In 2006, the United States Congress pass the Unlawful Internet Gambling Enforcement Act that essentially made it illegal for online sites to do online gambling transactions through U.S. banks. For years, online sites have been finding ways to circumvent these laws while pushing for online poker legislation. It appears that their time has run out.

FBI seizes Online poker domains

Earlier Friday, the US Department of Justice unsealed an indictment against 11 defendants and have seized five internet gambling domains. In addition, over 75 different accounts linked to online gambling have been seized. They also filed a civil suit outlining the penalties they would like imposed on the sites and defendants in the indictment.

The Defendants

The following are the list of defendants in the case:

Isai Scheinberg – Founder, owner, and principal decision-maker for PokerStars

Raymond Bitar – Founder, owner, and principal decision-maker for Full Tilt Poker

Scott Tom – Co-founder and principal decision-maker for Absolute Poker and UltimateBet

Brent Beckley – Co-founder and principal decision-maker for Absolute Poker and UB

Nelson Burtnick – Former executive in payment processing departments at PokerStars and Full Tilt Poker

Paul Tate – Former PokerStars employee and head of payment processing department

Ryan Land – served as payment processor middle-man between online poker sites and payment processors.

Bradley Franzen – served as payment processor middle-man

Ira Rubin – processed payments for various sites by using phony internet merchants

Chad Elie – opened bank accounts in the US that was used to receive payments for online poker sites

John Campos – part owner of SunFirst Bank which processed payments for Full Tilt Poker and PokerStars

In addition, the following websites have been seized by the U.S. Government. When you go to the sites, you will either be redirected to another site or a DOJ image will appear on the site:


PokerStars and Full Tilt Poker are still reachable at present by web browser, but and display the DOJ seizure image.

Charges Presented Against Defendants

There are a total of nine counts presented in the brief against the defendants. The nine counts and their penalties are as follows:

Count 1 – Conspiracy to Violate the UIGEA – All eleven defendants are charged with this. They could face 5 years each and a fine of either $250,000 or twice the gain or loss received. They must then serve 3 yeas of supervised release.

Count 2 – Violation of the UIGEA – PokerStars – All defendants except Bitar, Scott, and Beckley face this charge. The penalties are the same as count 1.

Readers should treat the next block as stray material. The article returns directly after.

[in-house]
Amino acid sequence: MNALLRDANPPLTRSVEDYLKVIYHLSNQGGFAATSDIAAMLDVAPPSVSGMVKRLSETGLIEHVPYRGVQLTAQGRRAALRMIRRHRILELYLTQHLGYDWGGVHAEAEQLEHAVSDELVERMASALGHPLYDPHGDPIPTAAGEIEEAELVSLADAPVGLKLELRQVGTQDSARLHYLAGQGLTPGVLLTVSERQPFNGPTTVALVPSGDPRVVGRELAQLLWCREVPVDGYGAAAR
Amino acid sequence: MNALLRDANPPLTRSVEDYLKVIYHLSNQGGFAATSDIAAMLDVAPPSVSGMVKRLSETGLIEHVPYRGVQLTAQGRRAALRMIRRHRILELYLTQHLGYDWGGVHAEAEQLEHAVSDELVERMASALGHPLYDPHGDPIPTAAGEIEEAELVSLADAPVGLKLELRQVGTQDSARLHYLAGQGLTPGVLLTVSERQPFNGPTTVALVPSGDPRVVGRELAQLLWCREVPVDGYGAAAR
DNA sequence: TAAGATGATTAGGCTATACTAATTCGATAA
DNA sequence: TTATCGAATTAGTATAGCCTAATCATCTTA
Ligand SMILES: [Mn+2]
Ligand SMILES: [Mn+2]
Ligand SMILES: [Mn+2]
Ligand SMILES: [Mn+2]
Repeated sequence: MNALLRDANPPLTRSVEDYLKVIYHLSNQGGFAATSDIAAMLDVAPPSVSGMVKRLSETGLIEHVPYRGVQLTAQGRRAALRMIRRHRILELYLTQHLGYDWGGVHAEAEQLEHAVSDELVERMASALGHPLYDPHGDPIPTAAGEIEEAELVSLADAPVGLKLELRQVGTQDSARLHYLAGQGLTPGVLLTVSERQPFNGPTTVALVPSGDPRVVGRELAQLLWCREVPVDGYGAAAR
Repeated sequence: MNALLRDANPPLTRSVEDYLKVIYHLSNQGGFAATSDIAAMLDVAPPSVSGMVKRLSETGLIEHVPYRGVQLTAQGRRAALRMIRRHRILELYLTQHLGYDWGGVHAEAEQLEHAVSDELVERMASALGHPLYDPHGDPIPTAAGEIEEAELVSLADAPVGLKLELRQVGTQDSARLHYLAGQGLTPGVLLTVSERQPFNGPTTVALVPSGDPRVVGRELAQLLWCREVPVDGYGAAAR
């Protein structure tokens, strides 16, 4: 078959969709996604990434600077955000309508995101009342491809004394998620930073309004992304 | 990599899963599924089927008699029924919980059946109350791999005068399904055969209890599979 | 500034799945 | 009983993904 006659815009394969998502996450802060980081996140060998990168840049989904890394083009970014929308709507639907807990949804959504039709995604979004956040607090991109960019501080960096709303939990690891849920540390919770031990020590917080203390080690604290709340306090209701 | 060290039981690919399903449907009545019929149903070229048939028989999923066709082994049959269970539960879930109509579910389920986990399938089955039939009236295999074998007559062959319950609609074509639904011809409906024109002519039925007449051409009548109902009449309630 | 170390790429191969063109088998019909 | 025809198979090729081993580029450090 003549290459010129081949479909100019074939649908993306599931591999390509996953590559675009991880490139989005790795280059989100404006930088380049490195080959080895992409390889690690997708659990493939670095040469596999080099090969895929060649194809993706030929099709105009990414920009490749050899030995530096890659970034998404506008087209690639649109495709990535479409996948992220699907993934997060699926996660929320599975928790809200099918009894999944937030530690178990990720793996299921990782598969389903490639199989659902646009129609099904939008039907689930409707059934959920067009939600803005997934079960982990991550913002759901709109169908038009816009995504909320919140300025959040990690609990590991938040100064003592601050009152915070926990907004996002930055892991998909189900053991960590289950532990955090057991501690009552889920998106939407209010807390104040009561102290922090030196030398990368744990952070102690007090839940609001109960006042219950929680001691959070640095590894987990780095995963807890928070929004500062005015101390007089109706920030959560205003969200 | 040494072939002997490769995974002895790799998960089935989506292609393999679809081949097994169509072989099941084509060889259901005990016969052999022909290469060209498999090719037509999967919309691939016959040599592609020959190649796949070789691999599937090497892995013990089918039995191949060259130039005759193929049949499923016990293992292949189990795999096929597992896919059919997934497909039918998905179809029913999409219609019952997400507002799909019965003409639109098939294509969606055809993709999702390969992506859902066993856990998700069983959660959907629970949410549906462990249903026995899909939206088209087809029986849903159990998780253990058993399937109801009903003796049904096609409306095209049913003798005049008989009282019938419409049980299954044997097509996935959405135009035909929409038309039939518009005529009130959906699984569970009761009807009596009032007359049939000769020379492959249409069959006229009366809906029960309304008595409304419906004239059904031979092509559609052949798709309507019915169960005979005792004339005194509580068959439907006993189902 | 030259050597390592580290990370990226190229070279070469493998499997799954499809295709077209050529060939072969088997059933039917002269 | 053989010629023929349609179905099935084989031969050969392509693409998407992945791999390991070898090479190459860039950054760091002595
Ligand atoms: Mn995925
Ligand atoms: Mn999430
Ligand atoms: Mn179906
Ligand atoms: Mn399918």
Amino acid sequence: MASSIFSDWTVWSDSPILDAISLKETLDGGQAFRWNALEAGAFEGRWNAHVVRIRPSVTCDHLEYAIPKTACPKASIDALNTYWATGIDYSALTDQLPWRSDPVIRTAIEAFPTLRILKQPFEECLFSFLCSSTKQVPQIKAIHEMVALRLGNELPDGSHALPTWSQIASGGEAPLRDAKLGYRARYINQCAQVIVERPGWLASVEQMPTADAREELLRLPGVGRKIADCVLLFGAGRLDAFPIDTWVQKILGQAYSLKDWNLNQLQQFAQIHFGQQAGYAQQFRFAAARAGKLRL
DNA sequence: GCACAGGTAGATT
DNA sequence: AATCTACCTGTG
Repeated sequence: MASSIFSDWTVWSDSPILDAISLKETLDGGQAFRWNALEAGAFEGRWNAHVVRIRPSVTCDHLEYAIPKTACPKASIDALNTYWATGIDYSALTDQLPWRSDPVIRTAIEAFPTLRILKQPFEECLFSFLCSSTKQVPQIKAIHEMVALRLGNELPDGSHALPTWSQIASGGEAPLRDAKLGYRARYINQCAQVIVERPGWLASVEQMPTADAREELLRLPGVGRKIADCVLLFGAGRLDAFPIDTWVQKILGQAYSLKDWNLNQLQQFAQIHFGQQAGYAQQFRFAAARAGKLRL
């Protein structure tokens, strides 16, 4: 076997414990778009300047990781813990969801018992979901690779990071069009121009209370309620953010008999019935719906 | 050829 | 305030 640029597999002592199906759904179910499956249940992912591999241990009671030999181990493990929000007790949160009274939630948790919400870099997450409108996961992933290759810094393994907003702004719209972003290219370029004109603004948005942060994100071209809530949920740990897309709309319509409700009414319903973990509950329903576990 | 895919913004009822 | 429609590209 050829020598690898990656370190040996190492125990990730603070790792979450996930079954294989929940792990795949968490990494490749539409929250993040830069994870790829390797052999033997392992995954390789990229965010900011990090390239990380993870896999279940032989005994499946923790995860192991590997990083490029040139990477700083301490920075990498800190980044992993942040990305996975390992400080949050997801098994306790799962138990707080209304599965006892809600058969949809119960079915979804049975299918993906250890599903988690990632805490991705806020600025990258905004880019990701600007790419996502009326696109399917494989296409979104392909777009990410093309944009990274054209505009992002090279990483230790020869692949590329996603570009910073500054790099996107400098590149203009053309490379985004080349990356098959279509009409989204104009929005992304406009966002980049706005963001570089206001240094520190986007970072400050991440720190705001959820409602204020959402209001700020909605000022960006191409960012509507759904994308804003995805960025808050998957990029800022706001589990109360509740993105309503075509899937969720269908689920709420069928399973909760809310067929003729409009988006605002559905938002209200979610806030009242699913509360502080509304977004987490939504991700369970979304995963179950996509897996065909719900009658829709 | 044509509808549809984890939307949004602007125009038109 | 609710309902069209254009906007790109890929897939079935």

Count 3 – Violation of the UIGEA – Full Tilt – Bitar, Burtnick, Lang, Franzen, Rubin, Elie, and Campos face this charge.

Count 4 – Violation of the UIGEA – Absolute Poker – Tom, Beckley, Lang, Franzen, Rubin, and Elie face this charge.

Count 5 – Operation of Illegal Gambling Business – PokerStars – Same defendants as count 1. The penalties are the same as counts 1 through 4 with the additional penalty of forfeiture of proceeds of offense.

Count 6 – Operation of Illegal Gambling Business – Full Tilt – Same defendants as count 2. Same penalties as count 5.

Count 7 – Operation of Illegal Gambling Business – Absolute Poker – Same defendants as count 4. Same penalties as count 5.

Count 8 – Conspiracy to Commit Bank Fraud and Wire Fraud – All defendants but Tom and Campos face this charge. This charge carries up to 30 years in prison, a fine of $1 Million or twice the gross gain or loss. There is also a 5 year supervised release period from this charge as well as forfeiture of proceeds form the offense.

Count 9 – Money Laundering Conspiracy – All defendants face this charge. This carries up to a 20 year prison term, and either a fine of $500,000 or twice the amount laundered. There is a 3 year supervised release period as well as forfeiture of all proceeds from the offense.

What the Government Wants

First and foremost, the U.S. Government wants to receive $3 Billion from the sites as a results of operations in the United States. This breaks down as $1.5 Billion from PokerStars, $1 Billion from Full Tilt, and $500 Million from AP and UB.

In addition, the government wants all defendants rights, title, and interest in the following entities and businesses:

* PokerStars
* Full Tilt Poker
* Absolute Poker
* Ultimate Bet
* Oldford Group Ltd.
* Rational Entertainment Enterprises Lt.d
* Pyr Software Ltd.
* Stelekram Ltd.
* Sphene International Ltd.